On 19 October 1605, Sir Thomas Browne was born in London (coincidentally, he died on his 77th birthday on 19 October 1682). Trained as a physician, he was drawn to writing as much as he was to medicine. While he wrote a number of books, he is best known for Religio Medici, a journal-like set of reflections about faith and the spiritual life that he described as "a private exercise directed to myself." Not intended for publication, it was initially circulated among his close friends, and was first published without his permission in 1642. Filled with pithy observations (like "Every man is his own greatest enemy") and memorable homilies ("Charity begins at home"), the book struck a chord and was soon translated into many European languages. Now regarded as a literary classic, it contains many memorable, and even timeless, observations.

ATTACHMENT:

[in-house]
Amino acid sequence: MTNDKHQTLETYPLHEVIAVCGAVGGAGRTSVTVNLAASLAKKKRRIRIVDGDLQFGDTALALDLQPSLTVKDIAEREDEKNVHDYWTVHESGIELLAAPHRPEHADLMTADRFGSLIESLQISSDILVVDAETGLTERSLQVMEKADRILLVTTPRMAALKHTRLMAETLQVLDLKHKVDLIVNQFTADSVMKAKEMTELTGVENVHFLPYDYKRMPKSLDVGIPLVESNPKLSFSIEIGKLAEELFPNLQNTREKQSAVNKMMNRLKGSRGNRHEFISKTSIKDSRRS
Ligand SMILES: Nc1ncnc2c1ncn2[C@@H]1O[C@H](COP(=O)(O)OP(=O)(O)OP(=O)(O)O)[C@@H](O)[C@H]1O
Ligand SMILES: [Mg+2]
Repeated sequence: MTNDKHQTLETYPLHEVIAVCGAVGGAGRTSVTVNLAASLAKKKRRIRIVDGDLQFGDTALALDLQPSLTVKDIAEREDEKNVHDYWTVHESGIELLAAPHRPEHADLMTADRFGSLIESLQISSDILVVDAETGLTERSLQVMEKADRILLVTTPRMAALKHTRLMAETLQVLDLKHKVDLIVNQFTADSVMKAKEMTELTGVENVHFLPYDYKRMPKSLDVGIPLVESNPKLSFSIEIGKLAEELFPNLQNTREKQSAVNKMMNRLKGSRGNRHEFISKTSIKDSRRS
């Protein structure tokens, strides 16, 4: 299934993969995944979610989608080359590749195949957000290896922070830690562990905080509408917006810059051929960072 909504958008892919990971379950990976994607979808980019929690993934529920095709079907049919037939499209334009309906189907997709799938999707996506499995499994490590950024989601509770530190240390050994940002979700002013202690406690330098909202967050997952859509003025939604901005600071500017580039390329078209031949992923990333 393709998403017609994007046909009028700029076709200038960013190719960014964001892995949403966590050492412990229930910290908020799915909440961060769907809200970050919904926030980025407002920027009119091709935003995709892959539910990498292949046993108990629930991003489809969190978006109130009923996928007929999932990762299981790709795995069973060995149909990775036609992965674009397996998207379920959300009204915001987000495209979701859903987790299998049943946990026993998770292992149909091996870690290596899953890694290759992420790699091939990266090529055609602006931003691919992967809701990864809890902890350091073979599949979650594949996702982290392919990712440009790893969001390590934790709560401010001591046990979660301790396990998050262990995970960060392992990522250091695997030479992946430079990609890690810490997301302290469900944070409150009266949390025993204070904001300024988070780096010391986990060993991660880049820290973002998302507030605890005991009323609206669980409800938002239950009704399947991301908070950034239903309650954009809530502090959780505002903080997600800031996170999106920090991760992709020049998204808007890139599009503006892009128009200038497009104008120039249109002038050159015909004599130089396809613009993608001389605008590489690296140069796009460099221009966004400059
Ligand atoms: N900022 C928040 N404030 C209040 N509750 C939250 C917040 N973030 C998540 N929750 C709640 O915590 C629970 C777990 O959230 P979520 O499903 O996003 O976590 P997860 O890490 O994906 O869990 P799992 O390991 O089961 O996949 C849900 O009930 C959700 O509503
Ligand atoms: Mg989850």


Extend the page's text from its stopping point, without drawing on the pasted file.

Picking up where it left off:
“The long habit of living indisposeth us for dying.”
“Be charitable before wealth makes you covetous.”
“We carry within us the wonders we seek without us.”
“Obstinacy in a bad cause is but constancy in a good.”
“Rough diamonds may sometimes be mistaken for worthless pebbles.”
“Be able to be alone. Lose not the advantage of solitude, and the society of thyself.”
“A man may be in as just possession of truth as of a city, and yet be forced to surrender.”
“No man can justly censure or condemn another, because indeed no man truly knows another.”
All from Thomas Browne, 1605 – 1682
Lofty and poetic words.